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Gift Cards and Bankruptcy

posted by Adam Levitin

There's a linguistic irony that "gift" is the German word for poison. What, then, should we make of the "gift card"?  

Senator Richard Blumenthal's introduced new legislation, the Gift Card Consumer Protection Act (S.3636) that aims to close up the loopholes in existing gift card regulation and to protect consumers with gift cards when the retailer goes bankrupt. The legislation has a few moving parts:

  • It expands the definition of gift card to include loyalty, award, and promotional gift cards.
  • It would make the prohibition on dormancy, inactivity, and service fees absolute. Currently, the Electronic Funds Transfer Act permits inactivity, dormancy, and service fees for cards that have been inactive for a year, provided disclosure requirements have been met.  
  • It makes the ban on expiration dates on gift cards absolute.  Currently, the EFTA allows cards to expire after 5 years if the expiration date is properly disclosed. 
  • It makes it illegal for bankrupt firms to sell gift cards and for anyone to resell gift cards issued by firms that have been in bankruptcy for more than a week. 
  • The bill creates an automatic stay exception for presentation of gift cards and requires the trustee/debtor in possession to honor gift cards at full value the same as cash. 

It'll be interesting to see what the opposition ends up being to the bill. The bill is dealing with two separate, but related problems.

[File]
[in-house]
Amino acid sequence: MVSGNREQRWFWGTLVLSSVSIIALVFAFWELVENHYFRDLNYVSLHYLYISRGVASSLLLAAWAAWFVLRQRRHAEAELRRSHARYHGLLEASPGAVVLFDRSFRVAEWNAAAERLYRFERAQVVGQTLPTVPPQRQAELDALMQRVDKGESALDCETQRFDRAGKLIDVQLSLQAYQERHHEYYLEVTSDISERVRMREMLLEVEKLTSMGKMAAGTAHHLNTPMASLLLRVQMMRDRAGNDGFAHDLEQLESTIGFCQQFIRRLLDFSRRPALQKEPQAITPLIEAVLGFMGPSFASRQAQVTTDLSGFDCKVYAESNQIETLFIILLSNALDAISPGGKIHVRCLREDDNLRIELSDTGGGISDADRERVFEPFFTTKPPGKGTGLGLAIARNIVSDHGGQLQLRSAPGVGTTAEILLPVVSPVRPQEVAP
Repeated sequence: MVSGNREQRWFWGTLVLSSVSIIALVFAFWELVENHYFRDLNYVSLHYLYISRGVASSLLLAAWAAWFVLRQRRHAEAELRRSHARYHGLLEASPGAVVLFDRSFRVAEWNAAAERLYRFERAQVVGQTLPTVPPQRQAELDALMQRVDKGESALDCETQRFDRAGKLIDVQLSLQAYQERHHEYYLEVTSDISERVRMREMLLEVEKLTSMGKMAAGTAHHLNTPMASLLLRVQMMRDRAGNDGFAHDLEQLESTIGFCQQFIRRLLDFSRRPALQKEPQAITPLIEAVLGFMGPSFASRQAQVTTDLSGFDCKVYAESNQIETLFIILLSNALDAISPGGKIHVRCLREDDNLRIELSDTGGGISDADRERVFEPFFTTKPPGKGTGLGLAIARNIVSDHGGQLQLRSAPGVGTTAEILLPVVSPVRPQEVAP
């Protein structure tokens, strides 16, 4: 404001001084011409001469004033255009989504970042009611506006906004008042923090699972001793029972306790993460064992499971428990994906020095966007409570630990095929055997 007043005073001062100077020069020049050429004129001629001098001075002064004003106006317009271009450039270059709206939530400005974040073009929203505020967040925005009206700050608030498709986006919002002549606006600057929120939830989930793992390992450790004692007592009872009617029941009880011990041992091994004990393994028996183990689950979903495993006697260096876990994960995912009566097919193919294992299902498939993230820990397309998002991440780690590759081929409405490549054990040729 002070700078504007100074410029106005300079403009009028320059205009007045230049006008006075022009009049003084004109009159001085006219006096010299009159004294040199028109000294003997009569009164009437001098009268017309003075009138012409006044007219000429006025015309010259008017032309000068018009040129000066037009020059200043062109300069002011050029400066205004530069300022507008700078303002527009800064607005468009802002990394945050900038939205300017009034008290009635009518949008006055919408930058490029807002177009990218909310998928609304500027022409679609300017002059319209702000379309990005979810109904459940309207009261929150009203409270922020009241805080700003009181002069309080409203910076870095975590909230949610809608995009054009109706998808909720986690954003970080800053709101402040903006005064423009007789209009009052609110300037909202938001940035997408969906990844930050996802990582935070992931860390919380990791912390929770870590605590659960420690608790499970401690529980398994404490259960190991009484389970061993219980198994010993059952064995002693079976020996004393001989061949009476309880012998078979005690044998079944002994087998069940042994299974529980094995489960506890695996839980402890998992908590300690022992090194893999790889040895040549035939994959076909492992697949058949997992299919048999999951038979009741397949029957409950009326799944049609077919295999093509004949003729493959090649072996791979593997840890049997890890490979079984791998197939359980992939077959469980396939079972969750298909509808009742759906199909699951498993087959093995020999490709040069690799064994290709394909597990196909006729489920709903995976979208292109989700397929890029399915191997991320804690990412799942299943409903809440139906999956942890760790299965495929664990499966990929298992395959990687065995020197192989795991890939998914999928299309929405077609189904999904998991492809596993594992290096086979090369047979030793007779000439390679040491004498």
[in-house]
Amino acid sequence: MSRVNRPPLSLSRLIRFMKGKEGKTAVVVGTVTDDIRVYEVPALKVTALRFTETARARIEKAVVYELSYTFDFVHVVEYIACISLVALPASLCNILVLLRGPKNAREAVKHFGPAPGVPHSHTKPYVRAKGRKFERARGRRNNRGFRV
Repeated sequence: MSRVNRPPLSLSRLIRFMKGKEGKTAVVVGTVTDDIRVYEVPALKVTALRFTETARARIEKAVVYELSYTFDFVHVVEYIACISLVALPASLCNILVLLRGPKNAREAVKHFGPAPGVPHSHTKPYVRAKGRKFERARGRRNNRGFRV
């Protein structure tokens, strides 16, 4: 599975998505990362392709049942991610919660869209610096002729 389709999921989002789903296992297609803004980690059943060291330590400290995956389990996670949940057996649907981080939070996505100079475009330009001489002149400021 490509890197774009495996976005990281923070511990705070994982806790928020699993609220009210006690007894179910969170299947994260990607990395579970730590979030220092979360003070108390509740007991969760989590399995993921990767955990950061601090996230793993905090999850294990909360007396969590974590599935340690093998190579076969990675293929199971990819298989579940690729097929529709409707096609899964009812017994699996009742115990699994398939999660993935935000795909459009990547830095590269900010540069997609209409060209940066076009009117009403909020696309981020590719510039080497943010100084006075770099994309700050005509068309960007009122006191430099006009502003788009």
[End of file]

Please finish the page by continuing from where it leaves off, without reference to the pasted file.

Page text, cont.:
Expiration dates and service/dormancy fees are an issue vis-a-vis solvent retailers. I would expect pushback from both retailers and prepaid card firms (e.g., Green Dot). Abolishing expiration dates may complicate already uncertain gift card accounting. It's annoying to have a deferred revenue liability outstanding potentially forever just because someone lost or threw away a gift card. That said, I don't think this is a huge burden for retailers who already have these deferred revenue liabilities outstanding for at least up to five years, and it does prevent some forfeitures.

Eliminating dormancy/service fees will clearly reduce gift card profitability--but by how much? I don't know of any good statistics on it.  The more major it is, however, the more problematic the gift card business model becomes. I think this puts gift card issuers in a tough spot. If they complain too loudly about lost revenue, it suggests that they really have a business model that depends on forfeiture.  And if it doesn't, then is this really a big deal?

Still, I can imagine that there are some minor ministerial costs associated with maintaining dormant gift cards. The Blumenthal bill would force retailers to either accept lower profit margins or recapture those costs either through higher upfront costs on gift cards or higher merchandise prices. I'm not particularly concerned by any of those outcomes (including the cross-subsidization they involve), primarily becuase I think the impact will be rather small. 

The second problem is a bankruptcy problem. The retailers and card issuers probably won't have a dog in this hunt. they should though because of the impact that bankruptcy treatment of gift cards will have on pre-bankruptcy consumer behavior.  Once the retailer/issuer is bankrupt, the question is whether the gift card cash pot is going to go to consumers or to other creditors.  In other words, will a retailer's bankruptcy result in a transfer of wealth from consumers to secured lenders? The legislation is trying to ensure that banks do not profit at the expense of consumers in business bankruptcies.